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Slaying shatters a young family

Tacony neighbors mourned a shop owner, gunned down by two robbers in front of his wife and baby girl.

Jin House restaurant where owner, Huang Xiang, was shot and killed (Michael Bryant / Staff Photographer)
Jin House restaurant where owner, Huang Xiang, was shot and killed (Michael Bryant / Staff Photographer)Read more

At home and at work, Xiang and Jin Huang lived their lives as a family.

They raised their three daughters in an upstairs apartment at Longshore Avenue and Tulip Street in the city's Tacony section. Downstairs, they watched over the girls as they ran Jin House, a Chinese take-out restaurant and corner store.

On Friday, the family's daily routine was interrupted when two masked men walked into the store with guns and attempted to rob the couple. One gunman shot Xiang Huang, 27, in the chest, while his wife - holding their baby daughter - stood only a few feet away. Xiang Huang was pronounced dead at the scene.

"It's sad, sad, sad," said Roberta Salley, 50, a neighbor who often babysat for the couple. "I'm going to miss him. ... I know it will haunt [his wife] forever."

Neighbors mourned Xiang Huang's death Saturday at a nighttime vigil outside the shuttered store.

Twenty-four hours earlier, the two men, described as wearing ski masks, had entered the store. Jin Huang, also 27, sitting at the counter holding the baby. Her husband was cooking at the stove, police said.

The men, both with guns, told the couple to open the register. Jin Huang yelled for them to "take the money, take the money."

As Xiang Huang went to the cash register, his wife started walking to the back of the store to shield the baby. She heard gunfire, ran, and found her husband had been shot in the chest. The gunmen ran away with no money, police said.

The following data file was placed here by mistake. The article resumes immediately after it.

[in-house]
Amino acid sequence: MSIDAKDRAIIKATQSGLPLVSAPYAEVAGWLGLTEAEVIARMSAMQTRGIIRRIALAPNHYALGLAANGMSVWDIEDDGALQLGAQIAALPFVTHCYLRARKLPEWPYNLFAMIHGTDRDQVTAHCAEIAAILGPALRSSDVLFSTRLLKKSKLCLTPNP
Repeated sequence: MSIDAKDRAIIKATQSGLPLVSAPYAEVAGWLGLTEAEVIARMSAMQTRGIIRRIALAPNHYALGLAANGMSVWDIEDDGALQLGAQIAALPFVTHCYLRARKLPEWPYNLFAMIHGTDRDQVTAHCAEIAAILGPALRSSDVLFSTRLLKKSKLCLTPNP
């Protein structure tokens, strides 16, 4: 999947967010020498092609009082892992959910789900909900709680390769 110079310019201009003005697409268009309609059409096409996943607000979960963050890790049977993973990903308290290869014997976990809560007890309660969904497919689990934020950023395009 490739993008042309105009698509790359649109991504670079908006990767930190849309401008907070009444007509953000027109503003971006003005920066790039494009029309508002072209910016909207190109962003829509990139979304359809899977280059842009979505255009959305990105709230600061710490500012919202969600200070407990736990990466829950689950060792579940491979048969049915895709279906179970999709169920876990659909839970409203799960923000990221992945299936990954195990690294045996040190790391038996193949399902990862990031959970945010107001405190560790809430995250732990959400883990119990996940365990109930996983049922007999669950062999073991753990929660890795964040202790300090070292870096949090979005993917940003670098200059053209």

In interviews, Xiang Huang was described as sweet and generous, a shop owner who would let a neighborhood child have an order of cheese fries on a promise of payment.

"They were such a nice couple," said Ellen Broniszewski, 48, who lives down the street. "They came over trying to establish themselves and were trying to make it."

Immigrants from Fuzhou, the capital of the Fujian province in China, the Huangs had moved to the neighborhood and opened their store last spring, Salley said.

Jin House specialized in take-out and delivery. The store also stocked cigarettes, cereal, toilet paper, detergent, and other household items. Inside, there was a small table where the Huangs' eldest daughter - whom Salley identified as Cindy, age 5 - sometimes did her homework.

The other daughters are Mina, 3, and Anna, 8 months, Salley said.

In the short life of their business, the Huangs had been robbed at least four times, neighbors said. Once, Xiang Huang was lured out of the store after receiving a bogus delivery call, Broniszewski said.

He was then robbed on a nearby porch. The store was also robbed by a neighborhood youth who had frequently patronized the store, neighbors said.

But the couple did not have protective glass or security cameras, police and neighbors say. Business wasn't good. Salley said Jin Huang, also known as "Candy," told her that the family couldn't afford the extra protection.

Security cameras across the street recorded the suspects, police said.

"We encourage owners to have cameras in the store, and lighting outside," said Yingzhang Lin, president of the 300-member Greater Philadelphia Chinese Restaurant Association.

Coincidentally, the organization had met with city officials Friday, before the shooting, to discuss security issues, Lin said. The restaurant association is planning to hold a crime-prevention seminar in response to the shooting.

On Friday, residents gathered outside as police surrounded the scene, neighbors said. Salley embraced a distraught Jin Huang, who was hysterically and tearfully speaking to her in Chinese even though Salley couldn't understand her. When Jin Huang's mother arrived, Jin Huang collapsed in her arms.

Shortly after, neighbor Patricia Batista said she watched from a corner as Huang's sister carried Mina across the street. When the sister nearly slipped, Batista ran to embrace them, to make sure they didn't fall.

Batista has started a fund to help the family. The first contribution is $21 that Batista had saved as the start of a vacation fund to take her grandchildren to the Jersey Shore in the summer. Batista planned to place jars in local businesses to help out the Huang family.

The neighborhood of apartments, rooming houses, and single-family homes has been plagued by violence in recent years, neighbors said.

The Huangs apparently had had enough of struggling to earn a living there. They were planning to close the shop soon, police said.